The "ConvertLead" Lead Conversion Process of Salesforce

Tuesday, March 8, 2011

I've been debugging some custom code that is operating around the Lead Conversion process of Salesforce. This is a big feature of the standard Salesforce platform - the ability to take the data from a fresh Lead and effortlessly transfer it into a new Contact, Account, and/or Opportunity.

We have some custom fields on the standard objects, and the value of this field on the Lead standard object was not properly keeping its value through the lead conversion process into a Contact. There is very little documentation on this process (see the convertLead() method and the ConvertLead Operation) so I was forced to sprinkle debug statements around my code and check the debug logs. I'll summarize the details of the ConvertLead process and its order of operations that may be of use to another Apex developer.

When the ConvertLead process is called, either by pressing the "Convert" standard button on the Lead page or by calling the convertLead Apex method in code, the same steps are followed on Salesforce's side. This is how my echo-location view of how it plays out:

Clicking the "Convert" button does this in this order:

  1. Insert new Account or update existing Account
  2. Insert the new Contact
  3. Insert new Opportunity (optional)
  4. Update references
    1. All records with fields that pointed to the old Lead are updated to point to the new Contact
    2. If an Opportunity was created, all references are updated to point to the new Opportunity instead of the new Contact
  5. Update old Lead
    1. The isConverted and other conversion-related fields are updated to 'true'

Now, remember that triggers and validation operations occur before and after each of these DML operations. This order of operations was our biggest question mark when confronting our bug, but we now understand it better, if only by a little. By looking at these notes, because all references will point to the optional Opportunity if it is created, it seems that Salesforce deems the Opportunity to be the more important of the two newly created sObjects (Opportunity and Contact). Keep this little detail in mind as you debug your code.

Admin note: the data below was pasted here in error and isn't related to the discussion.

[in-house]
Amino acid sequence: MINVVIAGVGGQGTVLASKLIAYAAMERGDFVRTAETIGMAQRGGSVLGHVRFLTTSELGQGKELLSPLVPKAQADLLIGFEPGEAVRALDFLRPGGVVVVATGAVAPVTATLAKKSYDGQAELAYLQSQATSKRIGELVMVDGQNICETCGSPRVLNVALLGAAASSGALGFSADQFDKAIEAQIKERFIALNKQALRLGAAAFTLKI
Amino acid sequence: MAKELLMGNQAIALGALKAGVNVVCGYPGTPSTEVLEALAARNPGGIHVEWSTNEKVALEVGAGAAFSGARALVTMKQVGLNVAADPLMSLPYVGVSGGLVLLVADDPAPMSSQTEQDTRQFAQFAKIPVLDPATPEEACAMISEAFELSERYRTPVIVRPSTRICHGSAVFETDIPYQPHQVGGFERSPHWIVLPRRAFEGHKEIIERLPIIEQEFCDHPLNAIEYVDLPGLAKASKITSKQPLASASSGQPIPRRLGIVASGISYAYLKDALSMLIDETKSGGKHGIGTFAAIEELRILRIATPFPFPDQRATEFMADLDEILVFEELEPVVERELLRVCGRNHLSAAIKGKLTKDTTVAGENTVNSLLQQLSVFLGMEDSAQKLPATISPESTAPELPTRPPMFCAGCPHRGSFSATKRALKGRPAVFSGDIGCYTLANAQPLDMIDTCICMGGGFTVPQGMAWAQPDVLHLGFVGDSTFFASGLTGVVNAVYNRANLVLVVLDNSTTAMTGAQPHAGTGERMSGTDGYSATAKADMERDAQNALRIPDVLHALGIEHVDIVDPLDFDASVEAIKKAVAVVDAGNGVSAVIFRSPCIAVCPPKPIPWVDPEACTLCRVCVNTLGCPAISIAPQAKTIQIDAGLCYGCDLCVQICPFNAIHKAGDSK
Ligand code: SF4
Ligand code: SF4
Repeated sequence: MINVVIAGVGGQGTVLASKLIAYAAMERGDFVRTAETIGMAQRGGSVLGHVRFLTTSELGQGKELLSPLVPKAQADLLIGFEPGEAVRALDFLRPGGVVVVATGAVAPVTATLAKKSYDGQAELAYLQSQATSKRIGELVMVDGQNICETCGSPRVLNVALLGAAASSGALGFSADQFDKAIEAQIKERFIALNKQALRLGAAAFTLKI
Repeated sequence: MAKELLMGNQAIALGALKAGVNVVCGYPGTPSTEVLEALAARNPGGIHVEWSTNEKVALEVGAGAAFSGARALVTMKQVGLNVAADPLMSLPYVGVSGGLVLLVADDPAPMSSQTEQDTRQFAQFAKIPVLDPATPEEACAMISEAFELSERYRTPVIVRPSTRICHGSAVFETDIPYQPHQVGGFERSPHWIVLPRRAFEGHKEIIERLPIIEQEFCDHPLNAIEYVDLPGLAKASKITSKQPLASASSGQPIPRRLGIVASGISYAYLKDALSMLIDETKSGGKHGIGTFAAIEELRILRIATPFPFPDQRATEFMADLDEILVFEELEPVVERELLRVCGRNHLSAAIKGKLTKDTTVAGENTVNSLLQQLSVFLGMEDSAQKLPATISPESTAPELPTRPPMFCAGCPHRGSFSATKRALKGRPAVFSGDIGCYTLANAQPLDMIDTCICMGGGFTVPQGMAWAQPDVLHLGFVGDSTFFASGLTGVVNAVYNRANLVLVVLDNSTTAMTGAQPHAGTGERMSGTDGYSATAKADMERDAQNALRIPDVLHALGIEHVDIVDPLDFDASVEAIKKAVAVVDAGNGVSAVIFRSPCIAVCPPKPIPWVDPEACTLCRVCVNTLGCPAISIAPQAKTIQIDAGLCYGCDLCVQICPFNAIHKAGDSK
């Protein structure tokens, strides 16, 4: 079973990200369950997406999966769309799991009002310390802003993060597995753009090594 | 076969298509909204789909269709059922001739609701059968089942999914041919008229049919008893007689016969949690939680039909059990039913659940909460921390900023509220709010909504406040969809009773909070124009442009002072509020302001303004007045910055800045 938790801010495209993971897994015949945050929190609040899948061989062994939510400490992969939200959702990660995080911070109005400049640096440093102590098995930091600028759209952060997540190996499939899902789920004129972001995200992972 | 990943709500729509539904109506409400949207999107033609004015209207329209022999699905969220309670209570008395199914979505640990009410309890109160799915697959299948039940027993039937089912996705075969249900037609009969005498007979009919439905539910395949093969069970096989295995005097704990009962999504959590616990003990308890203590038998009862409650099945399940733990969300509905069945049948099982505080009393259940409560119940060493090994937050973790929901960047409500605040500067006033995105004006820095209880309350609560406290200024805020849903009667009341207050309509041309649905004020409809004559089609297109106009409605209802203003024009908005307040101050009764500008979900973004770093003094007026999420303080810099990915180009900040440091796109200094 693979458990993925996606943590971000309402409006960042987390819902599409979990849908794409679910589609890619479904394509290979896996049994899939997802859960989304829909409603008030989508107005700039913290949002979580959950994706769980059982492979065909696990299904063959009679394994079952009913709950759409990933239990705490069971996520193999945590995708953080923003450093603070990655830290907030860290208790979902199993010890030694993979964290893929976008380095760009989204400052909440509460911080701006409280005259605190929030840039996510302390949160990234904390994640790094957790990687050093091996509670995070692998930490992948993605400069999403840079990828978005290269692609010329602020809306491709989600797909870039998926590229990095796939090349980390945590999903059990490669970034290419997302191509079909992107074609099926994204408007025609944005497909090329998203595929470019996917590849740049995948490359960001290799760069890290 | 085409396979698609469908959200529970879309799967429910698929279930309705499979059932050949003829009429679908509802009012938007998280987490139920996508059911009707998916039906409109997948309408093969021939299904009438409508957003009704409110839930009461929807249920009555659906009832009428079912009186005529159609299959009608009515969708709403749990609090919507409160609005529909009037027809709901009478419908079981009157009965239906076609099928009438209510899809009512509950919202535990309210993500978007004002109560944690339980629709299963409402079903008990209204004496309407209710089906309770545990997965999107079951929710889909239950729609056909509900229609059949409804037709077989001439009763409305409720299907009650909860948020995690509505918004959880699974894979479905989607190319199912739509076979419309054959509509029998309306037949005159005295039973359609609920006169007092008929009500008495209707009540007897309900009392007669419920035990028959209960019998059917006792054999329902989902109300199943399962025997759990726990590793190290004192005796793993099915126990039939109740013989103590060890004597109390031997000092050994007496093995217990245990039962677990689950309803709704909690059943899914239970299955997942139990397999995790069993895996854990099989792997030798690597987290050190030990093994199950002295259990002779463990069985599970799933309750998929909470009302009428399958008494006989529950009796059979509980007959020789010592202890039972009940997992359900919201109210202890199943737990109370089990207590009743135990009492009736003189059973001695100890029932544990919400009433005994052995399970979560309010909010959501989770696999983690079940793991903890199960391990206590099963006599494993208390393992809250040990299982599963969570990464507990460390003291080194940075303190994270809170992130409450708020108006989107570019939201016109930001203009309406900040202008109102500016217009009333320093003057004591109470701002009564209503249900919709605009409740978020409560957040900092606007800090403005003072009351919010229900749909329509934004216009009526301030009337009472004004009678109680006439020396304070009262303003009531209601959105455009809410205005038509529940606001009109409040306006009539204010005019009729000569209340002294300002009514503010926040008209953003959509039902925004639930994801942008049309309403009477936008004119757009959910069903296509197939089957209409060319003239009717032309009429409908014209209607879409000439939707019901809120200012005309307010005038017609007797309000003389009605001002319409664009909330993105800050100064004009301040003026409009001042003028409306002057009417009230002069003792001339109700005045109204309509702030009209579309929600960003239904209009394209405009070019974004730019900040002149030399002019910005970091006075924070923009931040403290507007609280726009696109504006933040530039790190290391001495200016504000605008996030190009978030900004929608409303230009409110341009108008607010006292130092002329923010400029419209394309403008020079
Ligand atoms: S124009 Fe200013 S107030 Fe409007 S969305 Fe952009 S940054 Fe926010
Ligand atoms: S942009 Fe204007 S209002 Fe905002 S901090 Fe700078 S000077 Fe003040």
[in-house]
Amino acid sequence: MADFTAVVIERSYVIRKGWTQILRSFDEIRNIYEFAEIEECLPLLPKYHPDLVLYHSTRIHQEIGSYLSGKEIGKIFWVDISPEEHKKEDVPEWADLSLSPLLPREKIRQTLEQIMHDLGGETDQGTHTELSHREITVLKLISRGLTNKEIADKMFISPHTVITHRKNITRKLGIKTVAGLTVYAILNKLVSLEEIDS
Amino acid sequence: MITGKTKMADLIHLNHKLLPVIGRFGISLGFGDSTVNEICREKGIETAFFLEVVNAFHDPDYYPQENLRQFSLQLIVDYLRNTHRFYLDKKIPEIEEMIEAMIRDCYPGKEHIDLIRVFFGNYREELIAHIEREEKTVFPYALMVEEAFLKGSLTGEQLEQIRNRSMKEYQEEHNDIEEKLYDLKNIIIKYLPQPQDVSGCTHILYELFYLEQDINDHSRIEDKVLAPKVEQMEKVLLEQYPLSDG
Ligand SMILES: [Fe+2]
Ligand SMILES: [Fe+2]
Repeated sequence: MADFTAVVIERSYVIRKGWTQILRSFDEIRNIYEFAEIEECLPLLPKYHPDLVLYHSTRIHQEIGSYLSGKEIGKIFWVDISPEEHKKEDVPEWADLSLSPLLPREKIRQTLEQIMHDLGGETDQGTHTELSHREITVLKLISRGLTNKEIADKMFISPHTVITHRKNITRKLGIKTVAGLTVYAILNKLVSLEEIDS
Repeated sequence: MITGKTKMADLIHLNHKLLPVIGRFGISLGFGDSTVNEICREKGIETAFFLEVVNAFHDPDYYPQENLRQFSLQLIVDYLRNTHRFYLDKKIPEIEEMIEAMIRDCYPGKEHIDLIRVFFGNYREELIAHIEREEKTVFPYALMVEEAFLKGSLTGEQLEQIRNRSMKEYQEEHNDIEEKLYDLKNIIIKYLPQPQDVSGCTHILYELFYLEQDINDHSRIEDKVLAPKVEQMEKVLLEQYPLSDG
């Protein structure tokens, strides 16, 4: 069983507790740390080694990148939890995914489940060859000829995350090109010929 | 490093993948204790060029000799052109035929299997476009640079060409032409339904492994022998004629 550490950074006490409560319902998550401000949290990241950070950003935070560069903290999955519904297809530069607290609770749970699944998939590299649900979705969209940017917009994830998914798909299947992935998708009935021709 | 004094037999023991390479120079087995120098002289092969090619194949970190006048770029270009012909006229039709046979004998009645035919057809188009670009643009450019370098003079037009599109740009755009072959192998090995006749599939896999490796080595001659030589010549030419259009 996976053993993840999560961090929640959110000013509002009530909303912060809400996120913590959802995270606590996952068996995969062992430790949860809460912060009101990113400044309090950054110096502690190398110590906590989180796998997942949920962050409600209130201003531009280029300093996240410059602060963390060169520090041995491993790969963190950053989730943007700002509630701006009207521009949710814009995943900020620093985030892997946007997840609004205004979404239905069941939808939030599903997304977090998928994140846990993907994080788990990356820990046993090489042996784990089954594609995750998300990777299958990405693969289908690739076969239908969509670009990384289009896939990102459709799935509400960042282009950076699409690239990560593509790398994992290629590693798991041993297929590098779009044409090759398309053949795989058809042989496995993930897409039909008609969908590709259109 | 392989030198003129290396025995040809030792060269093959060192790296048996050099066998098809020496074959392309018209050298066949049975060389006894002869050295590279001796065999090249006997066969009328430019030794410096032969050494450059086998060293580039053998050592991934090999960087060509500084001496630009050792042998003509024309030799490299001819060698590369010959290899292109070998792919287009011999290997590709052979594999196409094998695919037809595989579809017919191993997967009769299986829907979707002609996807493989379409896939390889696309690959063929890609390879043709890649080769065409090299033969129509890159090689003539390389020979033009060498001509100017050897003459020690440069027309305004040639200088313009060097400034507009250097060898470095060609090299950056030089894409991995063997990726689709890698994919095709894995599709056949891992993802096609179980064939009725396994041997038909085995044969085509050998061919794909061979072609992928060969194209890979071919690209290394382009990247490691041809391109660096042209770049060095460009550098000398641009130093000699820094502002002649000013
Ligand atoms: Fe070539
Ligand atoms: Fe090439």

(Just a guess, but I would guess that these all occur under the same database transaction, and if one part fails, the transaction rolls back and an error is displayed to the user.)

Querying at the System Level From Custom Visualforce page.

Friday, March 4, 2011

I'll detail a problem I ran into last week. I'm sure I'll be missing some details, but I'll do my best.

We have a custom Salesforce application in-house that we use for tracking projects and the tasks involved in accomplishing those projects. When a custom Task is assigned to me, I do the work specified in the Task description and mark it as resolved. With the wonder of Chatter on this custom object, I am able to give status updates regarding the task to everyone following the task. But sometimes, the person I want to notify is not following this task when I know they should be.

The solution to this problem was to create an "Add Followers" button on the Task. When clicked, a Visualforce page would pop up that would have a listbox of users on either side of two buttons. One button would push a user from the All Users list on the left into the Followers list on the right and the other button would do the opposite.

Simple, right? And it was simple. It only took me a few hours to add the button and create the Visualforce page and its controller. This button worked great in the sandbox, so we pushed it to production and it also worked there. But soon, I started to receive IMs wondering why the button displayed a Not Authorized message for them. Oh no! My beautiful solution wasn't working!

Now why, you're wondering, were they getting this Not Authorized message? Well, I figured that it was because we were using my ChatterHelper class to directly modify a user's Chatter objects, which belong to the system level. As an administrator in the sandbox, this is no problem, but as a standard user in production, this permission is denied. This confused me, as I had been using my ChatterHelper class with no problems when called from triggers, so what was different when called from a Visualforce page.

After some investigation into the Salesforce security model, I learned that a trigger is executed with system-level permissions, but a Visualforce page is executed with the permissions of the current user. This makes sense, no issues here. But what am I supposed to do to allow my TestHelper class system-level permissions to make modifications to the Chatter objects?

Here's the answer:

I went to Develop > Apex Class and found the controller for my AddChatterFollowers page. There is a handy button there called "Security". Click it and select the profiles to allow. After making this change, I tried again as a standard user and found no problems.

Until next time, friends, here's to lackluster testing!